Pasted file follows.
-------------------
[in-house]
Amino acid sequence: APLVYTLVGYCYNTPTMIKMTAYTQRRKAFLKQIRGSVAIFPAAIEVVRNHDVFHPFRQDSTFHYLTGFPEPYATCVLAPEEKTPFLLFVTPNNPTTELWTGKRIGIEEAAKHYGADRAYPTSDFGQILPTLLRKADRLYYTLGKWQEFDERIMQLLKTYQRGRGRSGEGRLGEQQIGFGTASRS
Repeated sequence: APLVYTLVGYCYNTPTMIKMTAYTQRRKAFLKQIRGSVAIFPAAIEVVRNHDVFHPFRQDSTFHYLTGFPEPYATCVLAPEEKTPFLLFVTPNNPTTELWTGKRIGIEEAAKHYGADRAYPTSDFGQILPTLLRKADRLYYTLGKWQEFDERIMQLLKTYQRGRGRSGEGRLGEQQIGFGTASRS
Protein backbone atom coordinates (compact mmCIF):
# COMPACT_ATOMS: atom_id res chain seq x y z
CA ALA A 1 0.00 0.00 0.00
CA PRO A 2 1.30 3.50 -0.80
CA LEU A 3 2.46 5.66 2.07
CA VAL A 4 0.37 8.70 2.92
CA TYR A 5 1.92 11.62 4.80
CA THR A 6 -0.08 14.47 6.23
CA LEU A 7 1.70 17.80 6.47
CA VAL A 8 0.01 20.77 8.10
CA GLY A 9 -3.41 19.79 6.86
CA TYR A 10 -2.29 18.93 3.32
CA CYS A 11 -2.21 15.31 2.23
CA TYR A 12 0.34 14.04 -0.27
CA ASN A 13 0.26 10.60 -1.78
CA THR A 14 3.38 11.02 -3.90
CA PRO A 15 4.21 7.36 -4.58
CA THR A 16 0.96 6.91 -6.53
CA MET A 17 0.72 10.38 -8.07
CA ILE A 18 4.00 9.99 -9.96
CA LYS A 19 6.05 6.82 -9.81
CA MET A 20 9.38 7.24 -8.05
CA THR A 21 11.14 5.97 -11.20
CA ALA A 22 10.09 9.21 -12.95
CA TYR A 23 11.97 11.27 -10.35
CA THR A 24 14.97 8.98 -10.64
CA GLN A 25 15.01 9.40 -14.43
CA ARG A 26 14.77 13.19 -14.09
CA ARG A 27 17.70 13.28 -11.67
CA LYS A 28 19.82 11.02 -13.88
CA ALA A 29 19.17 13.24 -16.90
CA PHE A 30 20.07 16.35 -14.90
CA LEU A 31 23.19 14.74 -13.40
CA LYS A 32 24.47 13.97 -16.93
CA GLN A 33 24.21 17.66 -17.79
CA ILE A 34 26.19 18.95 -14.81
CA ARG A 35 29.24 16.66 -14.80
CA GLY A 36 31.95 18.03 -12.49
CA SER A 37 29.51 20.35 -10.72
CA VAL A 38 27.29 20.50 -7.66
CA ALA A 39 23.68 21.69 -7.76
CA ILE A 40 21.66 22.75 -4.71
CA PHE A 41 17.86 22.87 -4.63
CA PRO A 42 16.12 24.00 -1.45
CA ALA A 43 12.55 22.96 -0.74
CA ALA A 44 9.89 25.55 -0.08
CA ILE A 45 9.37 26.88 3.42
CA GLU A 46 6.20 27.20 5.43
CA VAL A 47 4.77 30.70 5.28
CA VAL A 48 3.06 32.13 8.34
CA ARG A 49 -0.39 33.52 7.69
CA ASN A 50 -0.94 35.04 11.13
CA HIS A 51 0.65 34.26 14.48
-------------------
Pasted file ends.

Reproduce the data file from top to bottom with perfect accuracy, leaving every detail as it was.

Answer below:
[in-house]
Amino acid sequence: APLVYTLVGYCYNTPTMIKMTAYTQRRKAFLKQIRGSVAIFPAAIEVVRNHDVFHPFRQDSTFHYLTGFPEPYATCVLAPEEKTPFLLFVTPNNPTTELWTGKRIGIEEAAKHYGADRAYPTSDFGQILPTLLRKADRLYYTLGKWQEFDERIMQLLKTYQRGRGRSGEGRLGEQQIGFGTASRS
Repeated sequence: APLVYTLVGYCYNTPTMIKMTAYTQRRKAFLKQIRGSVAIFPAAIEVVRNHDVFHPFRQDSTFHYLTGFPEPYATCVLAPEEKTPFLLFVTPNNPTTELWTGKRIGIEEAAKHYGADRAYPTSDFGQILPTLLRKADRLYYTLGKWQEFDERIMQLLKTYQRGRGRSGEGRLGEQQIGFGTASRS
Protein backbone atom coordinates (compact mmCIF):
# COMPACT_ATOMS: atom_id res chain seq x y z
CA ALA A 1 0.00 0.00 0.00
CA PRO A 2 1.30 3.50 -0.80
CA LEU A 3 2.46 5.66 2.07
CA VAL A 4 0.37 8.70 2.92
CA TYR A 5 1.92 11.62 4.80
CA THR A 6 -0.08 14.47 6.23
CA LEU A 7 1.70 17.80 6.47
CA VAL A 8 0.01 20.77 8.10
CA GLY A 9 -3.41 19.79 6.86
CA TYR A 10 -2.29 18.93 3.32
CA CYS A 11 -2.21 15.31 2.23
CA TYR A 12 0.34 14.04 -0.27
CA ASN A 13 0.26 10.60 -1.78
CA THR A 14 3.38 11.02 -3.90
CA PRO A 15 4.21 7.36 -4.58
CA THR A 16 0.96 6.91 -6.53
CA MET A 17 0.72 10.38 -8.07
CA ILE A 18 4.00 9.99 -9.96
CA LYS A 19 6.05 6.82 -9.81
CA MET A 20 9.38 7.24 -8.05
CA THR A 21 11.14 5.97 -11.20
CA ALA A 22 10.09 9.21 -12.95
CA TYR A 23 11.97 11.27 -10.35
CA THR A 24 14.97 8.98 -10.64
CA GLN A 25 15.01 9.40 -14.43
CA ARG A 26 14.77 13.19 -14.09
CA ARG A 27 17.70 13.28 -11.67
CA LYS A 28 19.82 11.02 -13.88
CA ALA A 29 19.17 13.24 -16.90
CA PHE A 30 20.07 16.35 -14.90
CA LEU A 31 23.19 14.74 -13.40
CA LYS A 32 24.47 13.97 -16.93
CA GLN A 33 24.21 17.66 -17.79
CA ILE A 34 26.19 18.95 -14.81
CA ARG A 35 29.24 16.66 -14.80
CA GLY A 36 31.95 18.03 -12.49
CA SER A 37 29.51 20.35 -10.72
CA VAL A 38 27.29 20.50 -7.66
CA ALA A 39 23.68 21.69 -7.76
CA ILE A 40 21.66 22.75 -4.71
CA PHE A 41 17.86 22.87 -4.63
CA PRO A 42 16.12 24.00 -1.45
CA ALA A 43 12.55 22.96 -0.74
CA ALA A 44 9.89 25.55 -0.08
CA ILE A 45 9.37 26.88 3.42
CA GLU A 46 6.20 27.20 5.43
CA VAL A 47 4.77 30.70 5.28
CA VAL A 48 3.06 32.13 8.34
CA ARG A 49 -0.39 33.52 7.69
CA ASN A 50 -0.94 35.04 11.13
CA HIS A 51 0.65 34.26 14.48